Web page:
Antarctic worms discover polluted soil | Polarjournal
Many of the stations in Antarctica have been in existence for decades. Due to the climatic conditions, it is therefore not unusual for substances to have been deposited in the surrounding soil as a result of weathering. Image: Dr Michael Wenger

Antarctica was never really settled by humans. It is only in the past 200 years that we have begun to move to the southernmost continent. To ensure that our ecological footprint down there is as small as possible, continuous testing must be conducted. These environmental tests are then designed to show thresholds for when human presence will impact a given system. Australian researchers have now found a way to detect metal pollution in the soil with the help of a small nematode.

The two leaders of the research group, Dr. Kathryn Brown and Dr. Catherine King, used the nematode Plectus murrayi, which is only a few millimeters in size, to find out how high the concentration of copper in the soil is and whether it has already reached a certain toxicity level. This is because the small worm reacts very sensitively to certain amounts of this metal, which is widespread in the Antarctic. “The methods developed in this work will be used to investigate the risk of soil-dwelling organisms at contaminated sites in Antarctica. This will help determine whether cleaned soil is suitable for reuse,” explains Dr. King. “More broadly, estimates of contaminant sensitivity for Plectus murrayi will ultimately be used, along with estimates for a range of Antarctic species and soil processes, to derive specific environmental quality guidelines and remediation targets for Antarctica. These guidelines and targets allow Australia to prioritize polluted sites for remediation and determine how clean “Clean” actually is.”

The nematode Plectus murrayi lives in the soil of Antarctica. The worm, which is only a few millimeters in size, feeds on bacteria and its spread is limited only by carbon and moisture. In the picture: adult and young animal and two eggs. Image: Kathryn Brown

The nematode used by the researchers, Plectus murrayi, belongs to a group of commonly found species worldwide. In Antarctica, the worm, which is only a few millimeters in size, lives in the soil and can withstand a wide range of conditions: Drought, freezing and other forms of stress. In the laboratory, the scientists cultured the worms on agar plates at 15°C. Since the worms feed on bacteria, bacterial cultures also had to be grown on the plates. Plectus murrayi has a complex life cycle with juvenile and adult life stages. To determine which phase is the most sensitive to contaminants, eggs, juveniles, and adults were maintained in various amounts of dissolved copper for 28 days. This showed that sensitivity to the metal increased over time and that the young animals reacted most strongly to copper.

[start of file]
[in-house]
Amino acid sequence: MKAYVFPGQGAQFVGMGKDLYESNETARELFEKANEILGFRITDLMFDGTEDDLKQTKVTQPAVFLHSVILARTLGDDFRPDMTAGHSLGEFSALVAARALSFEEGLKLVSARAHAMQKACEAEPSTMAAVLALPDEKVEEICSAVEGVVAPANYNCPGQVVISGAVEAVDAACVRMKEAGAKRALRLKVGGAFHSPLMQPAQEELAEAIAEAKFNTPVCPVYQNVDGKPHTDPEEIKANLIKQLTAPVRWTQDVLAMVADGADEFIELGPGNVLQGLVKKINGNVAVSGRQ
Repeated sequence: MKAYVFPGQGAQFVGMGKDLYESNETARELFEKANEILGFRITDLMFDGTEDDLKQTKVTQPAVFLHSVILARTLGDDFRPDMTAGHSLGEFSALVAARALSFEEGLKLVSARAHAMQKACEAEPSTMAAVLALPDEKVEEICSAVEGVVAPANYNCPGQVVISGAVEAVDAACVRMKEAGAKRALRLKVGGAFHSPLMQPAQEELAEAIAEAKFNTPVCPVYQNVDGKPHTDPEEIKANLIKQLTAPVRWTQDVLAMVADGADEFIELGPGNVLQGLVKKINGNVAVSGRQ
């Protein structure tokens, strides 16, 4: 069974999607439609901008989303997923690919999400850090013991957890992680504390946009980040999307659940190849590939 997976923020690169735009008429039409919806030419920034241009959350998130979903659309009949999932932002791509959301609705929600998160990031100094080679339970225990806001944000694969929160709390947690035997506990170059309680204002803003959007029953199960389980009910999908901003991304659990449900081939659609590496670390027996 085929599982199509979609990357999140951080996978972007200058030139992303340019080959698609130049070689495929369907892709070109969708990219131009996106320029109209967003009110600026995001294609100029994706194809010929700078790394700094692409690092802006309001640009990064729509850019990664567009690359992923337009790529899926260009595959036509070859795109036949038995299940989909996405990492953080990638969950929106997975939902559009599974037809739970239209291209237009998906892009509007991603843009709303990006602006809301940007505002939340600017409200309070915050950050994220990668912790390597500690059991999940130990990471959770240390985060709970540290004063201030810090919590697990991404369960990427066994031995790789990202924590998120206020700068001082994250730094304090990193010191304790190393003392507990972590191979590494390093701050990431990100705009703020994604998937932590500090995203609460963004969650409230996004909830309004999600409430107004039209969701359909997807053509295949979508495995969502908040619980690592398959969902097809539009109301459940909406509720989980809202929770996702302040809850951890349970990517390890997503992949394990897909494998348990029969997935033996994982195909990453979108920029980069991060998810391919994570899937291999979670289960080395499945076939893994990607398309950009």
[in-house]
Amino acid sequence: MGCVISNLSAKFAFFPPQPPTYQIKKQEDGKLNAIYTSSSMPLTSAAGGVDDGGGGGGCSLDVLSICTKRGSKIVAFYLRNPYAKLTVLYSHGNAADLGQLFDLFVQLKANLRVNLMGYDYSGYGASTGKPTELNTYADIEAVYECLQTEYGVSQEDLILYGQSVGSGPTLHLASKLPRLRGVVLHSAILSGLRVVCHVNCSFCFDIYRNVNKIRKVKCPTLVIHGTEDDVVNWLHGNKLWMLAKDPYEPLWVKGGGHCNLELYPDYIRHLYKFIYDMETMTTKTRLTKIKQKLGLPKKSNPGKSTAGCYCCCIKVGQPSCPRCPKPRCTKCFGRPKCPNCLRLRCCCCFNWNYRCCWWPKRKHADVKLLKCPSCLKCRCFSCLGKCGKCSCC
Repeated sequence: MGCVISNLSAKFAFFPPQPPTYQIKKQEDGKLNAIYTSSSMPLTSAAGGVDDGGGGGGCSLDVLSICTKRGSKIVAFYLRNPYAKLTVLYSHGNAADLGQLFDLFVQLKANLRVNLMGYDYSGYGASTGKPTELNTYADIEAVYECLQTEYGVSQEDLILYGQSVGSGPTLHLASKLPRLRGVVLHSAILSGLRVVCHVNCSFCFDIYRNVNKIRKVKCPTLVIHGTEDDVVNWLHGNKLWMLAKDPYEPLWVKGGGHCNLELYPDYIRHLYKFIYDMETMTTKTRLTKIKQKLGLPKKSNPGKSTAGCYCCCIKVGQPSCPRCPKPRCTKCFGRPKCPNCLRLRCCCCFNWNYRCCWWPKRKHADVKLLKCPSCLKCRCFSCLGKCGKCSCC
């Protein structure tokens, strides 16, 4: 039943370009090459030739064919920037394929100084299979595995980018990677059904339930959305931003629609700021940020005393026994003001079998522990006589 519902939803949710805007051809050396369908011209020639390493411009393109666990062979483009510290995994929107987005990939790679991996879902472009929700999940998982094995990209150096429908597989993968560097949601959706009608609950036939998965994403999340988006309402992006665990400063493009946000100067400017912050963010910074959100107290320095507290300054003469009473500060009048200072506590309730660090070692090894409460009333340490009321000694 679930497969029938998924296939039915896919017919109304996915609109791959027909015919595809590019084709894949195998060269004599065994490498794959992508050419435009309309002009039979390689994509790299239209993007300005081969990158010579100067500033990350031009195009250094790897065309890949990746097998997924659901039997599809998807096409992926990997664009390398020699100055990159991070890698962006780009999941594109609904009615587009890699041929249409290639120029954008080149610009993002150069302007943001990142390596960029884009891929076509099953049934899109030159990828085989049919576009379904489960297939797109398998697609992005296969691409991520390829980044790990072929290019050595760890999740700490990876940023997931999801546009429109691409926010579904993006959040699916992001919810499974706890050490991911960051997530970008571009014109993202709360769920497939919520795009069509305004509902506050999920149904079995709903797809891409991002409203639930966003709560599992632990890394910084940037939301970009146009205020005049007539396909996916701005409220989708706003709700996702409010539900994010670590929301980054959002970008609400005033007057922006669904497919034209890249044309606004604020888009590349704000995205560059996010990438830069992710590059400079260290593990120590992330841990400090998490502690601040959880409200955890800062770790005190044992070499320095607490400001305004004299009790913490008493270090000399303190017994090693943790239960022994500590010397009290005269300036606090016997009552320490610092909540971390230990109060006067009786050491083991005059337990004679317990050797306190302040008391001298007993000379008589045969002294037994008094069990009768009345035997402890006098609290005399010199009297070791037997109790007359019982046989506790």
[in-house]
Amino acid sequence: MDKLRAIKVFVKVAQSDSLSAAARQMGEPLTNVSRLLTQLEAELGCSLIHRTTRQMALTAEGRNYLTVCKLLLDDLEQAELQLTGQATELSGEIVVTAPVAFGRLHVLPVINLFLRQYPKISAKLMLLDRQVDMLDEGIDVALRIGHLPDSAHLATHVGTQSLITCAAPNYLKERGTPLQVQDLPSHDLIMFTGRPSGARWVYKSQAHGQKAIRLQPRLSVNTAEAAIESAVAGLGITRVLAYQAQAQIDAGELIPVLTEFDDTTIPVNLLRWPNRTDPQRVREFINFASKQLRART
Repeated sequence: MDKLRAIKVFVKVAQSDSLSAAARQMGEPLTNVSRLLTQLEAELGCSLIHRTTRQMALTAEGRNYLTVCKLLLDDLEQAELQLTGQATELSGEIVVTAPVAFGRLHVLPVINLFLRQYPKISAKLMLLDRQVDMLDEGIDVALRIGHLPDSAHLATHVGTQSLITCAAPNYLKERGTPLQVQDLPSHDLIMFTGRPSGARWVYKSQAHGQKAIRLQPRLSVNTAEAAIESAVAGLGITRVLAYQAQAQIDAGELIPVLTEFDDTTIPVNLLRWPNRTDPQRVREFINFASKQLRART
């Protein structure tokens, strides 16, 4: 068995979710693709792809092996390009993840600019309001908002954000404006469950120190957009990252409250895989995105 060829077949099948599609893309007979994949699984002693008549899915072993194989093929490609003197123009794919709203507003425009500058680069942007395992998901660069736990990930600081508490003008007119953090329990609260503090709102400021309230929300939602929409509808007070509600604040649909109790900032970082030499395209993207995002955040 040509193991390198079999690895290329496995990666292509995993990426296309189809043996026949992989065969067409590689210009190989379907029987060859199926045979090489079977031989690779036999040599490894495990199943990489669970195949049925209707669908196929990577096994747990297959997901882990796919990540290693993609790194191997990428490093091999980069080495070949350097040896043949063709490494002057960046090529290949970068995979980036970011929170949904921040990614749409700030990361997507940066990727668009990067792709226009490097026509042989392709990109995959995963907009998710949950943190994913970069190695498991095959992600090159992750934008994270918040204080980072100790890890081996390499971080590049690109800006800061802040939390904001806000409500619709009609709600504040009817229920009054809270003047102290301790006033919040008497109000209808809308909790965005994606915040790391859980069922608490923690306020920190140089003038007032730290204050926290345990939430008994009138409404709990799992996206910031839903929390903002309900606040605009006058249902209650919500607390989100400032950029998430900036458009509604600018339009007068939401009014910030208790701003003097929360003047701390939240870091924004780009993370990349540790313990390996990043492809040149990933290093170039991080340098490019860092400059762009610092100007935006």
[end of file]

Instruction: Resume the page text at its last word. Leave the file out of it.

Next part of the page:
The two researchers first had to obtain their nematodes from the soil of Antarctica before they could be cultivated and used. No easy task, because nematodes are only a few millimeters in size. Image: Mark Horstman

The results of the work were published in the journal Environmental Toxicology and Chemistry published. “Our work is the first robust test using a native and very common species of Antarctic microorganism that can also be grown in a laboratory to obtain the large numbers of individuals that need to be used for toxicity testing,” said Dr. Brown. “This species is so sensitive to contaminants and is very useful for long-term testing, which is necessary in Antarctic conditions.”

Source: Australian Antarctic Division

Original work: Brown et al. (2020) Environ Toxic Chem 39 (2)

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